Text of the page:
T O P
General_Juicebox

"...but Théoden could not be overtaken." is a quote from the book that I always think about when I watch this scene. He commanded the Rohirrim to rush headlong into a massive force of darkness, but he lead them.


arfbrookwood

>but Théoden could not be overtaken “Suddenly the king cried to Snowmane and the horse sprang away. Behind him his banner blew in the wind, white horse upon a field of green, but he outpaced it. After him thundered the knights of his house, but he was ever before them. Éomer rode there, the white horsetail on his helm floating in his speed, and the front of the first éored roared like a breaker foaming to the shore, but Théoden could not be overtaken. Fey he seemed, for the battle-fury of his fathers ran like new fire in his veins, and he was borne up on Snowmane like a god of old, even as Oromë the Great in the battle of the Valar when the world was young. His golden shield was uncovered, and lo! it shone like an image of the Sun, and the grass flamed into green about the white feet of his steed. For morning came, morning and a wind from the sea; and the darkness was removed, and the hosts of Mordor wailed, and terror took them, and they fled, and died, and the hoofs of wrath rode over them. And then all the host of Rohan burst into song, and they sang as they slew, for the joy of battle was on them, and the sound of their singing that was fair and terrible came even to the City.”


DirtyVT

Never forget right before this he blew on a horn so hard it fucking exploded!


papsmearfestival

I believe he says "burst asunder" which is just.... *chefs kiss*


Garrick420

Woulda been kinda funny if he actually said “fucking exploded” lol


ICallTheBigOneBity

There upon he seized a horn from Guthlaf his banner-bearer and he blew upon it such a blast as it FUCKING EXPLODED


Aitrus233

The Lord of the Rings, as read by Tenacious D.


Fourseti

Talk about a pep talk


droppinkn0wledge

This is why Tolkien occupies an upper echelon of literature than most SFF writers. These passages are more romantic myth than they are genre fiction. And that’s why Lord of the Rings is such an enduring and powerful cultural story. In a way, almost every SFF writer is still writing in his shadow.


Afferbeck_

>J. R. R. Tolkien has become a sort of mountain, appearing in all subsequent fantasy in the way that Mt. Fuji appears so often in Japanese prints. Sometimes it’s big and up close. Sometimes it’s a shape on the horizon. Sometimes it’s not there at all, which means that the artist either has made a deliberate decision against the mountain, which is interesting in itself, or is in fact standing on Mt. Fuji. Something Terry Pratchett wrote for a newspaper article in 1999.


nhaines

Pratchett had a way with words that... well, that I don't think anyone since Mark Twain had managed in English.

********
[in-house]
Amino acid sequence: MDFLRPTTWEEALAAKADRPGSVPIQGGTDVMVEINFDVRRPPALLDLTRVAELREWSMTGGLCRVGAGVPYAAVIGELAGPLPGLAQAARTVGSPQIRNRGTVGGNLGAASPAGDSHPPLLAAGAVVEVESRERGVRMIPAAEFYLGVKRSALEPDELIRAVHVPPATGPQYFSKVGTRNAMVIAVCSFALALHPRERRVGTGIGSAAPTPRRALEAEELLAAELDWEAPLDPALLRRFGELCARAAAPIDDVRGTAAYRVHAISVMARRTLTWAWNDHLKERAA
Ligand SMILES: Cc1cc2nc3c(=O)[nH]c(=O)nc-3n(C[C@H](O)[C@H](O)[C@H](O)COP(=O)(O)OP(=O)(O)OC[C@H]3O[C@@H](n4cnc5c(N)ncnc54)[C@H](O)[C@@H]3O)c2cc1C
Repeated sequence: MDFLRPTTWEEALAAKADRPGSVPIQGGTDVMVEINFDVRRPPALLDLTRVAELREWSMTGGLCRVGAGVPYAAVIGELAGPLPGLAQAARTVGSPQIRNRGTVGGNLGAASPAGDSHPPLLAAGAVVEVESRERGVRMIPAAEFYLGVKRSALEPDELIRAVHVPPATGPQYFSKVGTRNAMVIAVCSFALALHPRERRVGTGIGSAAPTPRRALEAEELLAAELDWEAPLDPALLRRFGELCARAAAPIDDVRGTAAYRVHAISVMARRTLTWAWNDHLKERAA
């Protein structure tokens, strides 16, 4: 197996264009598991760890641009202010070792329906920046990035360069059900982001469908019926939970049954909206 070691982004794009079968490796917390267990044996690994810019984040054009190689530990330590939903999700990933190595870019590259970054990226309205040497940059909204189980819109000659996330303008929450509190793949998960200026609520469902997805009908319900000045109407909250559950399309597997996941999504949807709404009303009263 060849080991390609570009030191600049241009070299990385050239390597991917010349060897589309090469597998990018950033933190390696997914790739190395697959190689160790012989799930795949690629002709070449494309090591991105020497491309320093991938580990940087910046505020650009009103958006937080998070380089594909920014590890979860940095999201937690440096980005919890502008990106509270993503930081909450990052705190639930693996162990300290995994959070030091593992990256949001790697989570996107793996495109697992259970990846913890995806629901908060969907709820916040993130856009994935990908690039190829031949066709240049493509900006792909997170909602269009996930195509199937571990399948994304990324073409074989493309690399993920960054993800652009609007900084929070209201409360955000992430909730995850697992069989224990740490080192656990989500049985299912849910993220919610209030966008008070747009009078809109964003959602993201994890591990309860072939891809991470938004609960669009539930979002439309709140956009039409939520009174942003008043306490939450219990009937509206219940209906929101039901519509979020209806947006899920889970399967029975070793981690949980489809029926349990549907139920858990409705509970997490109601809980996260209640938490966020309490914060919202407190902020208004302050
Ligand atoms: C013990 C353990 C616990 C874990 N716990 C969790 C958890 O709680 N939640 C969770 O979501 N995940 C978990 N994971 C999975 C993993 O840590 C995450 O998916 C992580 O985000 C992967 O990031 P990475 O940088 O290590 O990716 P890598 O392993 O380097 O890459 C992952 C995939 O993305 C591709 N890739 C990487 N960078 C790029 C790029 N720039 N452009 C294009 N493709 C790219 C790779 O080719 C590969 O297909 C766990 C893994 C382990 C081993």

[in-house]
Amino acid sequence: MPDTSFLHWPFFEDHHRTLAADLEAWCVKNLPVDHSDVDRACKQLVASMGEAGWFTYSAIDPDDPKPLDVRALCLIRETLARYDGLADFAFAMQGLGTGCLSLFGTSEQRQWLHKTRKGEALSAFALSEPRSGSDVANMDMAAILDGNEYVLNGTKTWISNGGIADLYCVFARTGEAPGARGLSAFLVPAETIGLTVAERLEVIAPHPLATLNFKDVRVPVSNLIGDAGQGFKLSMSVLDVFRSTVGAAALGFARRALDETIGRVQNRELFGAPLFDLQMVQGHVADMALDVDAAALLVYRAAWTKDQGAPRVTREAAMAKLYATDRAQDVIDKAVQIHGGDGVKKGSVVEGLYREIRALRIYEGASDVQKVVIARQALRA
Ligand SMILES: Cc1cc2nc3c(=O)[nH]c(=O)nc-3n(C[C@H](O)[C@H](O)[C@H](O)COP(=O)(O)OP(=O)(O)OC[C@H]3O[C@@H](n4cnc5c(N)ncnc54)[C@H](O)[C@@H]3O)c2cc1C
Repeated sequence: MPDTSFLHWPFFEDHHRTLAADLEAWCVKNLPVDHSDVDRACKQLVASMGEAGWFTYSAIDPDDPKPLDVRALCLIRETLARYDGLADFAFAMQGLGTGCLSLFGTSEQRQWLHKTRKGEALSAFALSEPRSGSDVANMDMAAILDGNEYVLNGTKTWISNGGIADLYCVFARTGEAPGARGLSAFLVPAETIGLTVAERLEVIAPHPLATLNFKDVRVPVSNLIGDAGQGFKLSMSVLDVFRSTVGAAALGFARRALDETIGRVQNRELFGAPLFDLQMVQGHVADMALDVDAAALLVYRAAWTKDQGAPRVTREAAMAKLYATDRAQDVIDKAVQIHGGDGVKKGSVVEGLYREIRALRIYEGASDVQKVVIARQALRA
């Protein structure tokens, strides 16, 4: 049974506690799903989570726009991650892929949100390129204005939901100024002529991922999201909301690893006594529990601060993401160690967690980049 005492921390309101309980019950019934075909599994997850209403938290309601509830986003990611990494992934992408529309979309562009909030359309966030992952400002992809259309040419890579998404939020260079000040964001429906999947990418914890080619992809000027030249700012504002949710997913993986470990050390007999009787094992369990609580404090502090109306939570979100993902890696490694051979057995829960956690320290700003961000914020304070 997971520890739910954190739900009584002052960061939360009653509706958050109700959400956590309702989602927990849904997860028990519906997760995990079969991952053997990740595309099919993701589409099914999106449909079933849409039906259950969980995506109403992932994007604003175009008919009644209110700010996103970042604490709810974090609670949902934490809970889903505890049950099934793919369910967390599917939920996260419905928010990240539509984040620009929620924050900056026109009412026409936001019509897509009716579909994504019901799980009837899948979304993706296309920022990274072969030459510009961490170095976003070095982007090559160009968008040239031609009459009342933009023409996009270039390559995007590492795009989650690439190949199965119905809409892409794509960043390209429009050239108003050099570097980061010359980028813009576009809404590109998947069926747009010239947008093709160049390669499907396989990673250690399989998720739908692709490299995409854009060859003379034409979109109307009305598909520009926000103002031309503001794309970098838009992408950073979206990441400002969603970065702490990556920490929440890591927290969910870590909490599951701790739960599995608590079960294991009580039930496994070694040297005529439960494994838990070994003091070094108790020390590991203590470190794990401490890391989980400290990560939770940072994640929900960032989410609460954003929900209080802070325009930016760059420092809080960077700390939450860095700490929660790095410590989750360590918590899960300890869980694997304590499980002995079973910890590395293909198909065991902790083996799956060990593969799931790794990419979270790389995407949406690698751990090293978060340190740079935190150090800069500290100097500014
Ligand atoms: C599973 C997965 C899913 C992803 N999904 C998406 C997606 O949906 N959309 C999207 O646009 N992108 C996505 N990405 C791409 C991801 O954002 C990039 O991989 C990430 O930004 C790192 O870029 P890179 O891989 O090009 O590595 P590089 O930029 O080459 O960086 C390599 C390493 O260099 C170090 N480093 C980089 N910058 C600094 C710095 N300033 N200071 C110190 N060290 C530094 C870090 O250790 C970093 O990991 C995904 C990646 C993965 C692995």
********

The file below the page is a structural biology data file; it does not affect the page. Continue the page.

ComfortableWeight95

Dude could write


qscvg

Read too: https://youtu.be/LWxnHuVEwUg


tatas323

Damn, never listened to that recording, > Tolkien made it before The Lord of the Rings had found a publisher. He was rather disillusioned, even despairing about its prospects, and had lost faith in his ability as a writer. He was visiting the house of a friend (I can't recall who), and this friend had bought a fairly newfangled device: a tape recorder. >After mucking about with it a bit, recording The Lord's Prayer (to exorcise any evil spirits in it, for Tolkien was a bit suspicious of new tech), his friend suggested that he record his favourite passage from his new book. Tolkien did so, and on replaying it, the friend said, 'Surely you know that's really good?' Tolkien said, 'Yes... This machine has made me believe in it again.' >It's a sobering reminder that even the very greatest are plagued by self-doubt Don't know the veracity of this YouTube comments but amazing stuff


[deleted]

This story seems to have some truth to it, but the commenter coated the rest in bs or turned some elements to 11. The bit about visiting a friends house was true, the bit exorcising the devil he seems to have made as a joke but was true, and Tolkien felt better about his writing after hearing himself read it. The rest is made up, Tolkien was happier with his hobbit recording than his lotr one. In 1952 he was negotiating a publishing deal but it wasn’t affecting his self esteem, he was getting annoyed with the delays so he threatened to withdraw his manuscript and the publisher was like ‘okay’, not really the actions of someone who didn’t like their prospects. But he found another publisher that same year, he told him this “I am anxious to publish The Lord of the Rings as soon as possible. I believe it to be a great (though not flawless) work” [source](https://wayneandchristina.wordpress.com/2013/12/31/tolkien-and-the-tape-recorder/)


the_nix

Hobbit was published 15+ years prior to LotR, by the same publisher.


bornin_1988

Damn, that was awesome. Glad I watched that!


fatkiddown